It creates a new specific migration limit (SML) of 0.05 mg/kg food for BPA migrating from varnishes or coatings applied to materials or articles intended for food contact.
Current levels allow an SML of 0.6 mg of BPA per kg of food (mg/kg).
“[To] ensure that the business operators have sufficient time to adjust their manufacturing processes to comply with the restrictions and to reduce the administrative and financial burden that such adjustment may entail, it is appropriate to defer the application of this regulation and to permit materials and articles which have been lawfully placed on the market before the date of application of this regulation to remain on the market until the exhaustion of stocks,” said the Commission.
Feedback is open until 20 September.
Scale of BPA use
The substance is used in the manufacture of polycarbonate plastic intended to come into contact with food and epoxy resins used in varnishes and coatings.
The Commission said the majority of food and beverage cans (around 80%) use BPA based epoxy-resin technology as a coating.
The EU canning industry has around 90 lines operational. Around 50 billion beverage and 20 billion food cans are produced there each year.
The metal can manufacturing industry has claimed switching to alternative substances would mean a decrease in the shelf life of canned food by one to two years which could lead to increase in food waste.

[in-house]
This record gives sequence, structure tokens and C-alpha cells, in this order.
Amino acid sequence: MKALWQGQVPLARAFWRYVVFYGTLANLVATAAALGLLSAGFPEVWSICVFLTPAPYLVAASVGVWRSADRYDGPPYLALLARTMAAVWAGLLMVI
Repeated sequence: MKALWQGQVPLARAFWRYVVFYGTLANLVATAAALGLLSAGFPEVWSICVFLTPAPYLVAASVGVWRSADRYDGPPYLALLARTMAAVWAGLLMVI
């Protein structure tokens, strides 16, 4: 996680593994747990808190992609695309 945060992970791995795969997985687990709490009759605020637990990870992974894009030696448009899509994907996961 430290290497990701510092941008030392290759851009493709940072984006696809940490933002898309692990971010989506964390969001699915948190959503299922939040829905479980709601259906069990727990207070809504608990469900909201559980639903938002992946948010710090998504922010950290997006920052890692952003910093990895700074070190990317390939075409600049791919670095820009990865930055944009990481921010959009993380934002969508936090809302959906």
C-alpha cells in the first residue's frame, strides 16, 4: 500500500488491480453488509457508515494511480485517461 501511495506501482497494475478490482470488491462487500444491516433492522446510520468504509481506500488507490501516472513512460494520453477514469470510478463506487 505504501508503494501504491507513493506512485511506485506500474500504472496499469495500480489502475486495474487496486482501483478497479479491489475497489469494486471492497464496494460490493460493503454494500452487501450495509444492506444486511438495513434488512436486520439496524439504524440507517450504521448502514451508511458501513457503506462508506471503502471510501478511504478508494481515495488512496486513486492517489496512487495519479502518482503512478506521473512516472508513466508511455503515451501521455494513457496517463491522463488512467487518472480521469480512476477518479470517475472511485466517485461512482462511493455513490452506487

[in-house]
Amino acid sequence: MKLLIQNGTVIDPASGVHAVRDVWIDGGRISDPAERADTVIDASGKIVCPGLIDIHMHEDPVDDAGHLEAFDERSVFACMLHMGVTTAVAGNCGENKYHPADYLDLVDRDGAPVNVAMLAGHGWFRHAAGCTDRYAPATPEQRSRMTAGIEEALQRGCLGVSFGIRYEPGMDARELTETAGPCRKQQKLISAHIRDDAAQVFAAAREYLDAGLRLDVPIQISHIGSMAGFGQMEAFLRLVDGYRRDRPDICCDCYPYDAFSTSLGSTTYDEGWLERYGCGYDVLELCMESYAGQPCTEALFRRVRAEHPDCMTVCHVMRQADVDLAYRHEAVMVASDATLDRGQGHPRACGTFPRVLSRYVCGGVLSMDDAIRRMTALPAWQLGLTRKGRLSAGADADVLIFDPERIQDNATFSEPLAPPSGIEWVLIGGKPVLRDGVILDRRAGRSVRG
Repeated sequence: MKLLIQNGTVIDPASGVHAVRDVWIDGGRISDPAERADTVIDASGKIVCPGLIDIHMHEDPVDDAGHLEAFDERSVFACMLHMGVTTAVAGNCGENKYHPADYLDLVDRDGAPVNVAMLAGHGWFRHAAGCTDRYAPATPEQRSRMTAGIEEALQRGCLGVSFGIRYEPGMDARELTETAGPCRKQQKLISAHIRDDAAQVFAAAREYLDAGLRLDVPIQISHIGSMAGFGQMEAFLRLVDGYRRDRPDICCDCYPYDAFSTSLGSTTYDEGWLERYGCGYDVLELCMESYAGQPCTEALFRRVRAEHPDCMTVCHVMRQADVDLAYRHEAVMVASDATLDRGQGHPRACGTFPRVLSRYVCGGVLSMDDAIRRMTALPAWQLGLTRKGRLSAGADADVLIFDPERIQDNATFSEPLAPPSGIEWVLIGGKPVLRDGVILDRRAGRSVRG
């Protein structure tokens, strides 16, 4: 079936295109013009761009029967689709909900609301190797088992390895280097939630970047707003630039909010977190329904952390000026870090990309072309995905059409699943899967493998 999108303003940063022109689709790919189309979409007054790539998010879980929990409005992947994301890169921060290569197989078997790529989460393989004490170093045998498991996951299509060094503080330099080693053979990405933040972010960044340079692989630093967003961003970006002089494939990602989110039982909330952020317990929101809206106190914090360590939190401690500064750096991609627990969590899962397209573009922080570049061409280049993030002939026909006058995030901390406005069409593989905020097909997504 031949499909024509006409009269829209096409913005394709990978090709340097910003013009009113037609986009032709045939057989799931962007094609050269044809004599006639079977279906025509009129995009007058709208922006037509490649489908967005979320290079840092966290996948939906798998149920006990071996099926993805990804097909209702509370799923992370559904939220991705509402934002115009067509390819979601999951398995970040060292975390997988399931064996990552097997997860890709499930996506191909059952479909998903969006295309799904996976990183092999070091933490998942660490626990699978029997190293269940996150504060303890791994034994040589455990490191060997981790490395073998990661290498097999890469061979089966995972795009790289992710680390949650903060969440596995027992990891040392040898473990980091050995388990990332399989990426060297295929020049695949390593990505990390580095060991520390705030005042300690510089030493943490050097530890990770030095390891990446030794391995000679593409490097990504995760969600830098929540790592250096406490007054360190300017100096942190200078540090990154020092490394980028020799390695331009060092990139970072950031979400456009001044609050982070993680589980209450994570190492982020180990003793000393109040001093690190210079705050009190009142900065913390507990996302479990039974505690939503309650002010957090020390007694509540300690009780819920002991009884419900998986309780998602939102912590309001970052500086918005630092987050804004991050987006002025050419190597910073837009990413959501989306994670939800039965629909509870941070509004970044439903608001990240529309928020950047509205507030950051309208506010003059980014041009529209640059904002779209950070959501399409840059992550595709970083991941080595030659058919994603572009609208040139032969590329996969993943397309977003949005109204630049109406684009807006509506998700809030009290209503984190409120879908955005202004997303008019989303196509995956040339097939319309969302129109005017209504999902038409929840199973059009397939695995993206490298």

Use of BPA as a monomer in the production of plastic materials is authorised by Commission Regulation (EU) No 10/2011.
It cannot be used in the manufacture of polycarbonate infant feeding bottles on the basis of the precautionary principle.
Denmark and Belgium have national bans on use of BPA in food contact materials for infants and young children; Sweden has a ban only in coatings and varnishes for food contact materials for infants and young children and France banned BPA in all food packaging, containers and utensils.
“Differences between national laws, regulations and administrative provisions concerning the safety assessment and authorisation of substances used in the manufacture of materials and articles intended to come into contact with food can also hinder the free movement of those materials and articles, creating conditions of unequal and unfair competition,” said the Commission.
The European Food Safety Authority (EFSA) has evaluated the substance numerous times saying in early 2015 that it poses no health risk to consumers of any age group.
A temporary Tolerable Daily Intake (t-TDI) of 4 μg/kg bw per day was set pending the outcome of a long-term toxicity study in rodents by the National Toxicology Program (NTP) and US Food and Drug Administration (FDA). Results are expected this year.
EFSA is re-evaluating the toxicity of BPA with assessment to start in 2018 by the Food Contact Materials, Enzymes, Flavourings and Processing Aids (CEF) panel.
The review will include other relevant studies published since the December 2012 cut-off point for the last review of safety.